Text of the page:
Counteracting free riding in pure peer-to-peer networks
Item Usage Stats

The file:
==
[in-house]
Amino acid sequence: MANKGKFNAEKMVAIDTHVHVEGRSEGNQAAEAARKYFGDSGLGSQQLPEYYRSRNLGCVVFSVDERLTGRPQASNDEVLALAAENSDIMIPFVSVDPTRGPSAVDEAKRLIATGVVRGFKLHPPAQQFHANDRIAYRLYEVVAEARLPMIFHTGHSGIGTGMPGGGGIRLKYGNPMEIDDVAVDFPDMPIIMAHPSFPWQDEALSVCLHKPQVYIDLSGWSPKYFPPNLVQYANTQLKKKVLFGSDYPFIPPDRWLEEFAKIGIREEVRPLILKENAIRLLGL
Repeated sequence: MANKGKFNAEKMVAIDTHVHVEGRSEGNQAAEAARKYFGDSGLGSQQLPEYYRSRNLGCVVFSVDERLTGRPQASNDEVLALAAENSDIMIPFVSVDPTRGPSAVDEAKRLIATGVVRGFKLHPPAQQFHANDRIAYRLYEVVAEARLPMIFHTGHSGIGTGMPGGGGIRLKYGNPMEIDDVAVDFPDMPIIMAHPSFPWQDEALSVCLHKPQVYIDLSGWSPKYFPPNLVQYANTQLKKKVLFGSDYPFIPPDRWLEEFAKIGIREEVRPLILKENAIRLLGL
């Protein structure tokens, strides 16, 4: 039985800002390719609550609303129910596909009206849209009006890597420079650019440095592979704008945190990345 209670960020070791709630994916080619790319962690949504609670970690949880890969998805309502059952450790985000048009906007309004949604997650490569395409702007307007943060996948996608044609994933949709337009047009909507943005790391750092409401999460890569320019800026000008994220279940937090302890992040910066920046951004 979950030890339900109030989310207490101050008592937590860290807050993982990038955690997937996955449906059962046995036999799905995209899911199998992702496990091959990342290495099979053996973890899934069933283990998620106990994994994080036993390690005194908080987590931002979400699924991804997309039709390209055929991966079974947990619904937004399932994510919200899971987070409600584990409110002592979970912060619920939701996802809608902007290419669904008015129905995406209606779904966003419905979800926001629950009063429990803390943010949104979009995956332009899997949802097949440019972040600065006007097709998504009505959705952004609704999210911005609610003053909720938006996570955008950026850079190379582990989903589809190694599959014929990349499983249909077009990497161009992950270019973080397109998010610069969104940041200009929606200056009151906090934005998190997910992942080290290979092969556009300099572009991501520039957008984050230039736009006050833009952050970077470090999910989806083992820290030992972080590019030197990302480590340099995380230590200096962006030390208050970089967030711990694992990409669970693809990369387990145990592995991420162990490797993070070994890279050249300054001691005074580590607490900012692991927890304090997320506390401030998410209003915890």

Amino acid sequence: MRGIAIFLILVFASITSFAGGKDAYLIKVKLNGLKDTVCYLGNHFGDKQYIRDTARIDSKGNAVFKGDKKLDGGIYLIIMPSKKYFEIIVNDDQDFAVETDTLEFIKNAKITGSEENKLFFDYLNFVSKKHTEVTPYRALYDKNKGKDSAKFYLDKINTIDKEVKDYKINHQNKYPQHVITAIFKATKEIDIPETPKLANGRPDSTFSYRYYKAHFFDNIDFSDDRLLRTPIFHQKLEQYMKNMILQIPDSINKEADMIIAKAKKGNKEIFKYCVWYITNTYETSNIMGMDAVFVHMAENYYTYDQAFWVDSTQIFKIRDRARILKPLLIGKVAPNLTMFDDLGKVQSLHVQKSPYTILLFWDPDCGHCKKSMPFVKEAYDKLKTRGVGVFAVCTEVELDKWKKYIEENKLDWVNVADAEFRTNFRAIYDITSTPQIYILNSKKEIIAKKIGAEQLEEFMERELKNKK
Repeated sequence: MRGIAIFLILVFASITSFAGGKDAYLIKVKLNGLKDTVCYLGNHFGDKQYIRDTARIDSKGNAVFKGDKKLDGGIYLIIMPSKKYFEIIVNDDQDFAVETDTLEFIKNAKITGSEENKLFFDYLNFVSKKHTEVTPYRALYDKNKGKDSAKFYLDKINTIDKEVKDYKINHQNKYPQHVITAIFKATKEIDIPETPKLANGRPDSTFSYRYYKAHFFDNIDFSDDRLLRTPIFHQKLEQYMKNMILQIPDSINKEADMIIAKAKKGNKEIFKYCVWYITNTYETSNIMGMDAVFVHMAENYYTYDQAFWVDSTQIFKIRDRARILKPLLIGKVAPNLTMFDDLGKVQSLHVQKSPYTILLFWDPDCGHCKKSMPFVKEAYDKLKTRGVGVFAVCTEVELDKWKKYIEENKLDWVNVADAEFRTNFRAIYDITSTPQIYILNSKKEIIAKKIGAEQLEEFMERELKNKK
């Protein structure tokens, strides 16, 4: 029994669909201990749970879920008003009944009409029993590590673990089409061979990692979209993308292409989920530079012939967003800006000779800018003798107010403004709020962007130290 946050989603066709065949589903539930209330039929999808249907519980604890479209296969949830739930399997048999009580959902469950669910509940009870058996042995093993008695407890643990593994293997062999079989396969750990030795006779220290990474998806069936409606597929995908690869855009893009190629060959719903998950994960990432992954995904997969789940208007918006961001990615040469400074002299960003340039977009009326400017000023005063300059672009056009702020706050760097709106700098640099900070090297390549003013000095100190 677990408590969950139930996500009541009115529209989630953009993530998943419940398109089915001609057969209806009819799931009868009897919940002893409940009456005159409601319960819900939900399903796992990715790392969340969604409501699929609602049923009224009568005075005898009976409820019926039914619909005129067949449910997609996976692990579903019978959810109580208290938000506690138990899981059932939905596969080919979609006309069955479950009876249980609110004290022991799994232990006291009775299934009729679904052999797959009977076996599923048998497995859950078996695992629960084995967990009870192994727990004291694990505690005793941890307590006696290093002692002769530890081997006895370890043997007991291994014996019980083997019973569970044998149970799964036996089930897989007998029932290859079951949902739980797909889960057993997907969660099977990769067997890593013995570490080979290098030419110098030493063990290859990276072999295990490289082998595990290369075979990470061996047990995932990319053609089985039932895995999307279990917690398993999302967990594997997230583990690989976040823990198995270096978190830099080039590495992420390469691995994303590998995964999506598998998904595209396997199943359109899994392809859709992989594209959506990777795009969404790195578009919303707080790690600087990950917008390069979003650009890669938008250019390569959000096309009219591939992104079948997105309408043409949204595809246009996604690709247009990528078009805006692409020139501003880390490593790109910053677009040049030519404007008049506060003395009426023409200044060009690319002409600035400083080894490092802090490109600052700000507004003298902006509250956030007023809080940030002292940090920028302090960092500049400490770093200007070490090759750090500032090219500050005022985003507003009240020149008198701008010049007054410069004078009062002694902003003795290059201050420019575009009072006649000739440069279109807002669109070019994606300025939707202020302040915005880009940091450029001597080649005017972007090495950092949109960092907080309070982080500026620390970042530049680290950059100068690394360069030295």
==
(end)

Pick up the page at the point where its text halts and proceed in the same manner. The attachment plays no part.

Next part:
The peer-to-peer (P2P) network paradigm has attracted a significant amount of interest as a popular and successful alternative to traditional client-server model for resource sharing and content distribution. However, researchers have observed the existence of high degrees of free riding in P2P networks which poses a serious threat to effectiveness and efficient operation of these networks, and hence to their future. Therefore, eliminating or reducing the impact of free riding on P2P networks has become an important issue to investigate and a considerable amount of research has been conducted on it. In this thesis, we propose two novel solutions to reduce the adverse effects of free riding on P2P networks and to motivate peers to contribute to P2P networks. These solutions are also intended to lead to performance gains for contributing peers and to penalize free riders. As the first solution, we propose a distributed and localized scheme, called Detect and Punish Method (DPM), which depends on detection and punishment of free riders. Our second solution to the free riding problem is a connection-time protocol, called P2P Connection Management Protocol (PCMP), which is based on controlling and managing link establishments among peers according to their contributions. To evaluate the proposed solutions and compare them with other alternatives, we developed a new P2P network simulator and conducted extensive simulation experiments. Our simulation results show that employing our solutions in a P2P network considerably reduces the adverse effects of free riding and improves the overall performance of the network. Furthermore, we observed that P2P networks utilizing the proposed solutions become more robust and scalable.